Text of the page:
Hey man, this is my thought for the day, inspired by this one:



If it wasn’t for body armor, DC would look like Disneyland. And what about car bombs and IED explosions?? Those don’t count???



Our troops aren’t over there on a harmless vacation! They’re in the crosshairs of some sick fucking people and they’re getting ripped to pieces on a daily basis. I bet any soldier on the front lines would LOVE to be in DC instead of Iraq (although probably not at Walter Reed). I think pulling out is a bad idea. (Colin Powell’s old “You break it, you buy it” philosophy is the way to go.) But I also think trivializing what our soldiers are doing is more dangerous. Pulling out should be discussed, not as a knee-jerk response to insurgent violence, but as a general long-term strategy. We should be asking ourselves, what do we have to do so that Iraq stabilizes and our troops can come home?



But I can agree with one sentiment expressed here. This cut and run shit is for the birds.

Monday, June 27, 2005


Look at this stupid ass survey question that was on MSNBC.com.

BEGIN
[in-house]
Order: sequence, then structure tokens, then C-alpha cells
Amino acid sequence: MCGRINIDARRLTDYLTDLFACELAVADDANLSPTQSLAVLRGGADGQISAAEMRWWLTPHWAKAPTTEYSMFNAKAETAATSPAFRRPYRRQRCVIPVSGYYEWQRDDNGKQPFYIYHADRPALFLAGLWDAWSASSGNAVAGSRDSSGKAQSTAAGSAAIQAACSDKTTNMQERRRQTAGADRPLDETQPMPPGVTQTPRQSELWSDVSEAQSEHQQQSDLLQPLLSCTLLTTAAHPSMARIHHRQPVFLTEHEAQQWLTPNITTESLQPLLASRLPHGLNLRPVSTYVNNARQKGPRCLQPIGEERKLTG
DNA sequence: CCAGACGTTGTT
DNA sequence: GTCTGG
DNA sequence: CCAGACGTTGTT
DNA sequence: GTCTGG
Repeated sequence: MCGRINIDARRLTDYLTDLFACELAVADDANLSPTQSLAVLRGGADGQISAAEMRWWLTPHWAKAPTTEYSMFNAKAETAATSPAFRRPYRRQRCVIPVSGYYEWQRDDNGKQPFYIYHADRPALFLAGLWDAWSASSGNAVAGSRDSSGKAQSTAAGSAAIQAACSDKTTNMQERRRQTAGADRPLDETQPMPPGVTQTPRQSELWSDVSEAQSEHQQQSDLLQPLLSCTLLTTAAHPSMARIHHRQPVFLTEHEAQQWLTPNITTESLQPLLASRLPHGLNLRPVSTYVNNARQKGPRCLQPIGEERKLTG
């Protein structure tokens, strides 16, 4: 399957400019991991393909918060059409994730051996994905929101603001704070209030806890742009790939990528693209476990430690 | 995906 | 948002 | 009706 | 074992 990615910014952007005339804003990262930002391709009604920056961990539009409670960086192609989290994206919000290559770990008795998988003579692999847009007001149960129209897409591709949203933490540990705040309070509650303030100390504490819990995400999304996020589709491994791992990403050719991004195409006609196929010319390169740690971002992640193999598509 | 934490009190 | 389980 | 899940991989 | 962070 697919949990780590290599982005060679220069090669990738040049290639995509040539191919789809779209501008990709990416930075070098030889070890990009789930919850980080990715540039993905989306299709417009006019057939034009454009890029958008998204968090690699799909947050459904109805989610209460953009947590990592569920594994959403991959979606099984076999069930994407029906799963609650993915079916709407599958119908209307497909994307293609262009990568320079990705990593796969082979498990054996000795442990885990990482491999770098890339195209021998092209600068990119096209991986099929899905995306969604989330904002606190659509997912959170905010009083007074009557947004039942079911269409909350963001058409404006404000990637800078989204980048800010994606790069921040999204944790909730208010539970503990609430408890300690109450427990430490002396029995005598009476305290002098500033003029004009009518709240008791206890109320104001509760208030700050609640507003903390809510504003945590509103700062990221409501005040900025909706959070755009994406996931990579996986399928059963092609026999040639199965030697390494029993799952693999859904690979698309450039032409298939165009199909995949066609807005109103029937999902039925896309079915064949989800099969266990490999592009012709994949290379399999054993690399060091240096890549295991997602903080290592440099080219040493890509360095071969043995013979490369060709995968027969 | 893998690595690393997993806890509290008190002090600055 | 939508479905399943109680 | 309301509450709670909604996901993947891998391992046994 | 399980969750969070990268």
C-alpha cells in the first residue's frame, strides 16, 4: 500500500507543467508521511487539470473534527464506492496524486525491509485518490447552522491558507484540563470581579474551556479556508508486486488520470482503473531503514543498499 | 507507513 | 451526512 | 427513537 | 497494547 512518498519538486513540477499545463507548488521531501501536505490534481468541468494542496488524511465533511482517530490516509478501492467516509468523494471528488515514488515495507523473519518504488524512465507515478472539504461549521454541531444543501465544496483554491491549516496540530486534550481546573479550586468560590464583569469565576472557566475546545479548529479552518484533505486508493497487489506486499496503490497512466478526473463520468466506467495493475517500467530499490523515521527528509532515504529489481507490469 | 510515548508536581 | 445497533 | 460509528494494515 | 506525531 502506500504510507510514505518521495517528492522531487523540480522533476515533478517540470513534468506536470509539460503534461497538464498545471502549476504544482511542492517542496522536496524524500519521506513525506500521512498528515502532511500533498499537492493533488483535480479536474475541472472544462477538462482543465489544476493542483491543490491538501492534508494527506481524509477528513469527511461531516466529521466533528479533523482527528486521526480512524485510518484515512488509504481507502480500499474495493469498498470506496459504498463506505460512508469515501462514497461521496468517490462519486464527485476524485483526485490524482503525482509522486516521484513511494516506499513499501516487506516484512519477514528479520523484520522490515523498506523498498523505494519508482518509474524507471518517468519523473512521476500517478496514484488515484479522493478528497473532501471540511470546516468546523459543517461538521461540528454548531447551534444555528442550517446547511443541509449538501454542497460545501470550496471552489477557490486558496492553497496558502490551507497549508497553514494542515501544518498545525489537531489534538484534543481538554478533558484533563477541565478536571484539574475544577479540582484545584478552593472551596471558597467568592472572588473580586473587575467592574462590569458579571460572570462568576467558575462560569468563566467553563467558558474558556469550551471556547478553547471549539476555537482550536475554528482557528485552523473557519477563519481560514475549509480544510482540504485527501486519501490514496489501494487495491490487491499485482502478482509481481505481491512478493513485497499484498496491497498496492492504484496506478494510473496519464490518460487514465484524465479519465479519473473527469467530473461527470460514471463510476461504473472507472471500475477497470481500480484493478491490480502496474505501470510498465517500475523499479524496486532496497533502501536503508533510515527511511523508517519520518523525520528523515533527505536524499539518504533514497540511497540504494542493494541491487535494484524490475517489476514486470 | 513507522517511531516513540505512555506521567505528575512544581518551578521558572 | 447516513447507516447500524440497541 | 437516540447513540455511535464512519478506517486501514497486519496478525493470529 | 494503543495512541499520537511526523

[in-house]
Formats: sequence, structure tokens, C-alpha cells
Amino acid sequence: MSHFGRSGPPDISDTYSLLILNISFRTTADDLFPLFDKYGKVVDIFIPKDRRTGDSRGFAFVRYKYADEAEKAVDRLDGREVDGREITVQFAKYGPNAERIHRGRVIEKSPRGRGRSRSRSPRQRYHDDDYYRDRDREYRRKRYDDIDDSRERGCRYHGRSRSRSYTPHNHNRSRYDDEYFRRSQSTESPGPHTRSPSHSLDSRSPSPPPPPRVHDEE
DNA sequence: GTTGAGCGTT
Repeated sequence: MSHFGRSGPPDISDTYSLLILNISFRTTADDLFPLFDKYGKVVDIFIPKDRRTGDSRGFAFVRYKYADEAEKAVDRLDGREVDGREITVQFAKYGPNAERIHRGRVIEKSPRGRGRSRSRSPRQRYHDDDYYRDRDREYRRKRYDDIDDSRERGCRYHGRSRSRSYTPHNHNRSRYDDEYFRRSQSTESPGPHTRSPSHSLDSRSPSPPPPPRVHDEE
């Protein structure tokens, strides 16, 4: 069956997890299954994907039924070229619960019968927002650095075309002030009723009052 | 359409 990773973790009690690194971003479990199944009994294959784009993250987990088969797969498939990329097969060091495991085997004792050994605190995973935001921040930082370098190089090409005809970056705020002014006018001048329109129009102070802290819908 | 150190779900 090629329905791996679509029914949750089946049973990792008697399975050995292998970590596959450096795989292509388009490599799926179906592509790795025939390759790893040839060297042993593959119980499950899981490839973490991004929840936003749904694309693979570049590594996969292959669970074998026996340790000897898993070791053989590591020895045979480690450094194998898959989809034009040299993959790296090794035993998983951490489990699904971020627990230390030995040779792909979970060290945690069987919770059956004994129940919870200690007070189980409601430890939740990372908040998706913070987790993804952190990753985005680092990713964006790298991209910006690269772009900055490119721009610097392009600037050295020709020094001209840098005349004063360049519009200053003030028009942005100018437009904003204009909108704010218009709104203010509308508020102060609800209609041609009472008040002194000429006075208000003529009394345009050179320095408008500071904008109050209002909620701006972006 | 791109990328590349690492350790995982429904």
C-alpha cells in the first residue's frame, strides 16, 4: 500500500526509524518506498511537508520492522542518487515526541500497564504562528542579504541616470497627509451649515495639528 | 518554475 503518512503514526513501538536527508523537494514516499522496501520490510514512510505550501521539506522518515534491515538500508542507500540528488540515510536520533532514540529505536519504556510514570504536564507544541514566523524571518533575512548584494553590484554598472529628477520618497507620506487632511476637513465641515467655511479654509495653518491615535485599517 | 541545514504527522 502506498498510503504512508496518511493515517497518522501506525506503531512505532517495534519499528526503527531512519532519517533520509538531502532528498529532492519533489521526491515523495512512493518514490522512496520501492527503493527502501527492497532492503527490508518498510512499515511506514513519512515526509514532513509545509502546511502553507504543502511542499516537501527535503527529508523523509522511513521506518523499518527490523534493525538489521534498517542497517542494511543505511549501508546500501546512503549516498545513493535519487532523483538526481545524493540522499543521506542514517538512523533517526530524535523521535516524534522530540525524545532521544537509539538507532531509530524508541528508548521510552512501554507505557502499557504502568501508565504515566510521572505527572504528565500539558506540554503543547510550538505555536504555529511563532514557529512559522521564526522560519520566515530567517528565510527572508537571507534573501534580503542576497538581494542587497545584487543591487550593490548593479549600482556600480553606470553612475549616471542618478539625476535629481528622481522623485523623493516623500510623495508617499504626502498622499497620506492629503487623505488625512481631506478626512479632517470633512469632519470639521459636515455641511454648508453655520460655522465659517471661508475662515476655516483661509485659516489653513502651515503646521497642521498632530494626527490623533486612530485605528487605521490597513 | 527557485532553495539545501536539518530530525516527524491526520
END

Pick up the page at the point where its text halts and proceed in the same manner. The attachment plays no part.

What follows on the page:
Yes, you read it right. "Do you support negotiating with insurgents if it means bringing the troops home?" If that's not a leading question, I don't know what is. That's like asking if you'll drink your own pee for $50. Come on. Dangle something you don't want (negotiating with insurgents) to get something you want (the troops to come home). And what if you want the troops to stay and finish the job? Well, obviously you're not going to support negotiating with the insurgents if that's the only means to do it. How reprehensible? Cut and run? No way, man! (Alarmingly, 57% said yes!)

This kind of survey gives you no useful information because you can't distinguish what's what and who's who. Do the respondents support bringing the troops home and will go to any lengths to achieve just that? Or do they think negotiating with the insurgents might produce a reduction in violence? And the people who said No, like me, what does it say about them? Do they think negotiating with insurgents is a bad idea? (Uh, yeah.) Or do they think the troops should stay and finish the job?
I saw the Aviator this weekend and later, after reviewing it in my head, I had an epiphany. Before I get to that, let me say a few words about the movie. I liked it. Scorsese can do no wrong in my mind (even his failures could be someone else's masterpiece) and so it was a given that I would admire the film-making skill. I'm also a fan of Leonardo DiCaprio, even when he is overacting, and I thought his brooding, grimacing Hughes was an excellent performance. It wasn't as jaunty as Titanic, wild-eyed as the Beach, or morose as Romeo and Juliet. I don't care what you say, DiCaprio is this generation's Brando, the new James Dean. With that said, I don't think the Aviator will ever become a classic. It definitely had it's moments, lots of them, but in the end it just didn't add up.